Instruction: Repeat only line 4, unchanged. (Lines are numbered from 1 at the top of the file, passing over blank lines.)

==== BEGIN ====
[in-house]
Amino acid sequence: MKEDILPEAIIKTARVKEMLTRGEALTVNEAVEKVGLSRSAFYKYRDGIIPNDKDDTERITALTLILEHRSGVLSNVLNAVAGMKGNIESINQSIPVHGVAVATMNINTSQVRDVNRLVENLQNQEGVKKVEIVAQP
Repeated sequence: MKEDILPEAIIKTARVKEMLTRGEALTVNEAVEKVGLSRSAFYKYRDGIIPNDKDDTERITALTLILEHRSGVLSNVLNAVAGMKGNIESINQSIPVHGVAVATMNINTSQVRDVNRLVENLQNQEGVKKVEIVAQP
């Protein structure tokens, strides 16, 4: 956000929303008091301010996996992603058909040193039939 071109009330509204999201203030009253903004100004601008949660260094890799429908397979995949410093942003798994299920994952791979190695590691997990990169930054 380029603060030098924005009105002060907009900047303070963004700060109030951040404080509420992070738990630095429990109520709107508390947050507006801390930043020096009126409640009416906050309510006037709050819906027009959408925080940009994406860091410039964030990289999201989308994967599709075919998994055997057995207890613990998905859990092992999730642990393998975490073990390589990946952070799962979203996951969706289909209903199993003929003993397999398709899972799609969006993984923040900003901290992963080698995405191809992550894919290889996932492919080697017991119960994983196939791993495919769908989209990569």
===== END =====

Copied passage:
């Protein structure tokens, strides 16, 4: 956000929303008091301010996996992603058909040193039939 071109009330509204999201203030009253903004100004601008949660260094890799429908397979995949410093942003798994299920994952791979190695590691997990990169930054 380029603060030098924005009105002060907009900047303070963004700060109030951040404080509420992070738990630095429990109520709107508390947050507006801390930043020096009126409640009416906050309510006037709050819906027009959408925080940009994406860091410039964030990289999201989308994967599709075919998994055997057995207890613990998905859990092992999730642990393998975490073990390589990946952070799962979203996951969706289909209903199993003929003993397999398709899972799609969006993984923040900003901290992963080698995405191809992550894919290889996932492919080697017991119960994983196939791993495919769908989209990569």